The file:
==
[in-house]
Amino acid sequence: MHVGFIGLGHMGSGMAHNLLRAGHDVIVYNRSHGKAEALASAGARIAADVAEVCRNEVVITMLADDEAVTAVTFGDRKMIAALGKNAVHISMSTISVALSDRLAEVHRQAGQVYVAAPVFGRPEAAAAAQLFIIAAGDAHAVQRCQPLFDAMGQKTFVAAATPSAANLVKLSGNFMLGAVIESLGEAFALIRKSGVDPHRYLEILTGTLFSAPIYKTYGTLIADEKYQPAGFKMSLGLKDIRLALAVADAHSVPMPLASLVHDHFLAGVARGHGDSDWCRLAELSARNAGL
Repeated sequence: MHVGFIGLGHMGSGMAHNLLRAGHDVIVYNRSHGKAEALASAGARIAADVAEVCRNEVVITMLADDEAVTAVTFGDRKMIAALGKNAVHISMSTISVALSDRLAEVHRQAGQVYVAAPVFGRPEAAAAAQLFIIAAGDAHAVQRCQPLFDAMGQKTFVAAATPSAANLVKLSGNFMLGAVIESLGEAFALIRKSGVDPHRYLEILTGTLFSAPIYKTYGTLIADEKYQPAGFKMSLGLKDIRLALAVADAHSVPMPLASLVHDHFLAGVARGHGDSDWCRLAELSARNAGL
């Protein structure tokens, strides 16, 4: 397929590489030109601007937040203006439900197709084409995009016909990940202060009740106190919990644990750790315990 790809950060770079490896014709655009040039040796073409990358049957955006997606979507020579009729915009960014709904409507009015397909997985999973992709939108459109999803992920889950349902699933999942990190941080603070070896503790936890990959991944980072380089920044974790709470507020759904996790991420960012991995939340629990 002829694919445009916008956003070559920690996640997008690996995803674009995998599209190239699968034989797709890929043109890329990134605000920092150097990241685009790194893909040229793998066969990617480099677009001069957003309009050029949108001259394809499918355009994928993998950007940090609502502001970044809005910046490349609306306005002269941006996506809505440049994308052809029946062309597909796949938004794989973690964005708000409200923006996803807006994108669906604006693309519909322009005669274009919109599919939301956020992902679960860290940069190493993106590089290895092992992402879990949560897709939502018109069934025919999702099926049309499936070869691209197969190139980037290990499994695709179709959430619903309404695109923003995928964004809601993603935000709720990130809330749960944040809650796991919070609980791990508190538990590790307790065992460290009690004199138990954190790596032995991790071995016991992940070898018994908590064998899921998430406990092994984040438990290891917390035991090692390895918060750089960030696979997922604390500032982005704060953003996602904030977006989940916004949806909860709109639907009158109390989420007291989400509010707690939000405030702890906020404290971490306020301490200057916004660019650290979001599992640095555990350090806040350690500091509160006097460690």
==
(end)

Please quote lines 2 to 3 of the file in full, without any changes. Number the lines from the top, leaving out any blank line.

Amino acid sequence: MHVGFIGLGHMGSGMAHNLLRAGHDVIVYNRSHGKAEALASAGARIAADVAEVCRNEVVITMLADDEAVTAVTFGDRKMIAALGKNAVHISMSTISVALSDRLAEVHRQAGQVYVAAPVFGRPEAAAAAQLFIIAAGDAHAVQRCQPLFDAMGQKTFVAAATPSAANLVKLSGNFMLGAVIESLGEAFALIRKSGVDPHRYLEILTGTLFSAPIYKTYGTLIADEKYQPAGFKMSLGLKDIRLALAVADAHSVPMPLASLVHDHFLAGVARGHGDSDWCRLAELSARNAGL
Repeated sequence: MHVGFIGLGHMGSGMAHNLLRAGHDVIVYNRSHGKAEALASAGARIAADVAEVCRNEVVITMLADDEAVTAVTFGDRKMIAALGKNAVHISMSTISVALSDRLAEVHRQAGQVYVAAPVFGRPEAAAAAQLFIIAAGDAHAVQRCQPLFDAMGQKTFVAAATPSAANLVKLSGNFMLGAVIESLGEAFALIRKSGVDPHRYLEILTGTLFSAPIYKTYGTLIADEKYQPAGFKMSLGLKDIRLALAVADAHSVPMPLASLVHDHFLAGVARGHGDSDWCRLAELSARNAGL